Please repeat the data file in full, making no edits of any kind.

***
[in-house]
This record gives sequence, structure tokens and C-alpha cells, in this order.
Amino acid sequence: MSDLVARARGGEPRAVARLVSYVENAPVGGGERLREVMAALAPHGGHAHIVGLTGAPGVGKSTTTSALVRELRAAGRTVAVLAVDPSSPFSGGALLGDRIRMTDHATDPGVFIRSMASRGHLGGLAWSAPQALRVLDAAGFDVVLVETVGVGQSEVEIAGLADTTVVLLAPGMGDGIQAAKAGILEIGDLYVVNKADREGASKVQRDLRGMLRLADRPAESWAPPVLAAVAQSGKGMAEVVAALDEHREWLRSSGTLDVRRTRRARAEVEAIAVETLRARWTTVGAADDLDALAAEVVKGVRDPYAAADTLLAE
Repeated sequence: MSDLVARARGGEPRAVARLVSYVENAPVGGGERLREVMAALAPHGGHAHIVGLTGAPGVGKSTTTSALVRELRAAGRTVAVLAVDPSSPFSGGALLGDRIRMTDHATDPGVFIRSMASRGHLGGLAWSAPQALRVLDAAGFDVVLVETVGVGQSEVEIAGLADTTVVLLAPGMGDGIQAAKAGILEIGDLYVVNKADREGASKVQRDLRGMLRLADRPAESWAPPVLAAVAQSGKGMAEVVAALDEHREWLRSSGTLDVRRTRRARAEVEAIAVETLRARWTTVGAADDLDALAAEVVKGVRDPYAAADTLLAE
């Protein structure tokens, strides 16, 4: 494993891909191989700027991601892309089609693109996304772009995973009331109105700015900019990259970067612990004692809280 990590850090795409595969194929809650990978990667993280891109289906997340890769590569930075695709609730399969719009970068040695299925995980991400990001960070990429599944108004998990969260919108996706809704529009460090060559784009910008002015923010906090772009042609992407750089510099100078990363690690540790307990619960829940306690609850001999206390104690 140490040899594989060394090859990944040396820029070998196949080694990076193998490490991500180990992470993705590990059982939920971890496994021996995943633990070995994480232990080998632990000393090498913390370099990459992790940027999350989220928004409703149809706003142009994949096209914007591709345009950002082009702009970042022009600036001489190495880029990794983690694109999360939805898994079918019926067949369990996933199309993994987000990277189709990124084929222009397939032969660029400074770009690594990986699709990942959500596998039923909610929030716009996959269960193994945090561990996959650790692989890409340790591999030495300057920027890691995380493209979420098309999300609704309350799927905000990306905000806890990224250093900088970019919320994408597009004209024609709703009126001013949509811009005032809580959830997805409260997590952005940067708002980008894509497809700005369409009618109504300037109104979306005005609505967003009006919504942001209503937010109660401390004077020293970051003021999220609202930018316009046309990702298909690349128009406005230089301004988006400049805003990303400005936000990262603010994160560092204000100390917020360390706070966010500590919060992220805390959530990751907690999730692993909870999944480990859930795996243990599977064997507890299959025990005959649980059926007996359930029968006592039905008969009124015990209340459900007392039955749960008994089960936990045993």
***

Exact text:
[in-house]
This record gives sequence, structure tokens and C-alpha cells, in this order.
Amino acid sequence: MSDLVARARGGEPRAVARLVSYVENAPVGGGERLREVMAALAPHGGHAHIVGLTGAPGVGKSTTTSALVRELRAAGRTVAVLAVDPSSPFSGGALLGDRIRMTDHATDPGVFIRSMASRGHLGGLAWSAPQALRVLDAAGFDVVLVETVGVGQSEVEIAGLADTTVVLLAPGMGDGIQAAKAGILEIGDLYVVNKADREGASKVQRDLRGMLRLADRPAESWAPPVLAAVAQSGKGMAEVVAALDEHREWLRSSGTLDVRRTRRARAEVEAIAVETLRARWTTVGAADDLDALAAEVVKGVRDPYAAADTLLAE
Repeated sequence: MSDLVARARGGEPRAVARLVSYVENAPVGGGERLREVMAALAPHGGHAHIVGLTGAPGVGKSTTTSALVRELRAAGRTVAVLAVDPSSPFSGGALLGDRIRMTDHATDPGVFIRSMASRGHLGGLAWSAPQALRVLDAAGFDVVLVETVGVGQSEVEIAGLADTTVVLLAPGMGDGIQAAKAGILEIGDLYVVNKADREGASKVQRDLRGMLRLADRPAESWAPPVLAAVAQSGKGMAEVVAALDEHREWLRSSGTLDVRRTRRARAEVEAIAVETLRARWTTVGAADDLDALAAEVVKGVRDPYAAADTLLAE
């Protein structure tokens, strides 16, 4: 494993891909191989700027991601892309089609693109996304772009995973009331109105700015900019990259970067612990004692809280 990590850090795409595969194929809650990978990667993280891109289906997340890769590569930075695709609730399969719009970068040695299925995980991400990001960070990429599944108004998990969260919108996706809704529009460090060559784009910008002015923010906090772009042609992407750089510099100078990363690690540790307990619960829940306690609850001999206390104690 140490040899594989060394090859990944040396820029070998196949080694990076193998490490991500180990992470993705590990059982939920971890496994021996995943633990070995994480232990080998632990000393090498913390370099990459992790940027999350989220928004409703149809706003142009994949096209914007591709345009950002082009702009970042022009600036001489190495880029990794983690694109999360939805898994079918019926067949369990996933199309993994987000990277189709990124084929222009397939032969660029400074770009690594990986699709990942959500596998039923909610929030716009996959269960193994945090561990996959650790692989890409340790591999030495300057920027890691995380493209979420098309999300609704309350799927905000990306905000806890990224250093900088970019919320994408597009004209024609709703009126001013949509811009005032809580959830997805409260997590952005940067708002980008894509497809700005369409009618109504300037109104979306005005609505967003009006919504942001209503937010109660401390004077020293970051003021999220609202930018316009046309990702298909690349128009406005230089301004988006400049805003990303400005936000990262603010994160560092204000100390917020360390706070966010500590919060992220805390959530990751907690999730692993909870999944480990859930795996243990599977064997507890299959025990005959649980059926007996359930029968006592039905008969009124015990209340459900007392039955749960008994089960936990045993």